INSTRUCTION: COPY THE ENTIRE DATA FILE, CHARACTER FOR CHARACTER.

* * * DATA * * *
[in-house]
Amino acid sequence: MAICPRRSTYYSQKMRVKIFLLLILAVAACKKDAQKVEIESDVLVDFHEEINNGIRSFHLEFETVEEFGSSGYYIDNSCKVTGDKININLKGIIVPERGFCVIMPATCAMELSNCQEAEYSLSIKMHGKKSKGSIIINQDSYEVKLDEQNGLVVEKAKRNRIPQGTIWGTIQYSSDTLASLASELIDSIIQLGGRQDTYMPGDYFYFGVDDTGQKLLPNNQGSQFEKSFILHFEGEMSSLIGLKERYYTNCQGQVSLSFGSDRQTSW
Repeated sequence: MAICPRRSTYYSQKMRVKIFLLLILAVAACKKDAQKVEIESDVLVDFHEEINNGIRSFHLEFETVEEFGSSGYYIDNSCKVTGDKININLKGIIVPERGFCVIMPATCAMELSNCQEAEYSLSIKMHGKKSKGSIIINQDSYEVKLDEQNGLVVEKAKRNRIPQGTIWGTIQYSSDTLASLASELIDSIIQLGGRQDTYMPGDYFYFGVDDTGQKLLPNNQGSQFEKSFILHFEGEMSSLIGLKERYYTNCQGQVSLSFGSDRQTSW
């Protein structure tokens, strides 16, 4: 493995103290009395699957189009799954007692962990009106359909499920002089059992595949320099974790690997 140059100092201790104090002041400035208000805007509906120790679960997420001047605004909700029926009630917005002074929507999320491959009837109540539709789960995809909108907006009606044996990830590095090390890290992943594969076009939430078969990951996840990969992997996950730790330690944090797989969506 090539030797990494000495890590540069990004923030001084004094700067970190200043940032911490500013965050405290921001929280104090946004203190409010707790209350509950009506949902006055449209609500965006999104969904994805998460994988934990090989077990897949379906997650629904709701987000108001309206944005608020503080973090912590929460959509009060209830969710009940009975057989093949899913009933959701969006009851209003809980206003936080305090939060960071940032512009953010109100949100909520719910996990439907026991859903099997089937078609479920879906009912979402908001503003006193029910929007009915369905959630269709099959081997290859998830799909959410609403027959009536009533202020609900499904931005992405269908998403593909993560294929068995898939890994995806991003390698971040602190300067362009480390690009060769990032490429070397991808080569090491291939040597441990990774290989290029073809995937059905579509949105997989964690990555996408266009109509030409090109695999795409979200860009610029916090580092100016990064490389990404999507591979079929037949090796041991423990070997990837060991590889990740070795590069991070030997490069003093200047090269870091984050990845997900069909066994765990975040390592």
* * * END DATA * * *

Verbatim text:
[in-house]
Amino acid sequence: MAICPRRSTYYSQKMRVKIFLLLILAVAACKKDAQKVEIESDVLVDFHEEINNGIRSFHLEFETVEEFGSSGYYIDNSCKVTGDKININLKGIIVPERGFCVIMPATCAMELSNCQEAEYSLSIKMHGKKSKGSIIINQDSYEVKLDEQNGLVVEKAKRNRIPQGTIWGTIQYSSDTLASLASELIDSIIQLGGRQDTYMPGDYFYFGVDDTGQKLLPNNQGSQFEKSFILHFEGEMSSLIGLKERYYTNCQGQVSLSFGSDRQTSW
Repeated sequence: MAICPRRSTYYSQKMRVKIFLLLILAVAACKKDAQKVEIESDVLVDFHEEINNGIRSFHLEFETVEEFGSSGYYIDNSCKVTGDKININLKGIIVPERGFCVIMPATCAMELSNCQEAEYSLSIKMHGKKSKGSIIINQDSYEVKLDEQNGLVVEKAKRNRIPQGTIWGTIQYSSDTLASLASELIDSIIQLGGRQDTYMPGDYFYFGVDDTGQKLLPNNQGSQFEKSFILHFEGEMSSLIGLKERYYTNCQGQVSLSFGSDRQTSW
């Protein structure tokens, strides 16, 4: 493995103290009395699957189009799954007692962990009106359909499920002089059992595949320099974790690997 140059100092201790104090002041400035208000805007509906120790679960997420001047605004909700029926009630917005002074929507999320491959009837109540539709789960995809909108907006009606044996990830590095090390890290992943594969076009939430078969990951996840990969992997996950730790330690944090797989969506 090539030797990494000495890590540069990004923030001084004094700067970190200043940032911490500013965050405290921001929280104090946004203190409010707790209350509950009506949902006055449209609500965006999104969904994805998460994988934990090989077990897949379906997650629904709701987000108001309206944005608020503080973090912590929460959509009060209830969710009940009975057989093949899913009933959701969006009851209003809980206003936080305090939060960071940032512009953010109100949100909520719910996990439907026991859903099997089937078609479920879906009912979402908001503003006193029910929007009915369905959630269709099959081997290859998830799909959410609403027959009536009533202020609900499904931005992405269908998403593909993560294929068995898939890994995806991003390698971040602190300067362009480390690009060769990032490429070397991808080569090491291939040597441990990774290989290029073809995937059905579509949105997989964690990555996408266009109509030409090109695999795409979200860009610029916090580092100016990064490389990404999507591979079929037949090796041991423990070997990837060991590889990740070795590069991070030997490069003093200047090269870091984050990845997900069909066994765990975040390592």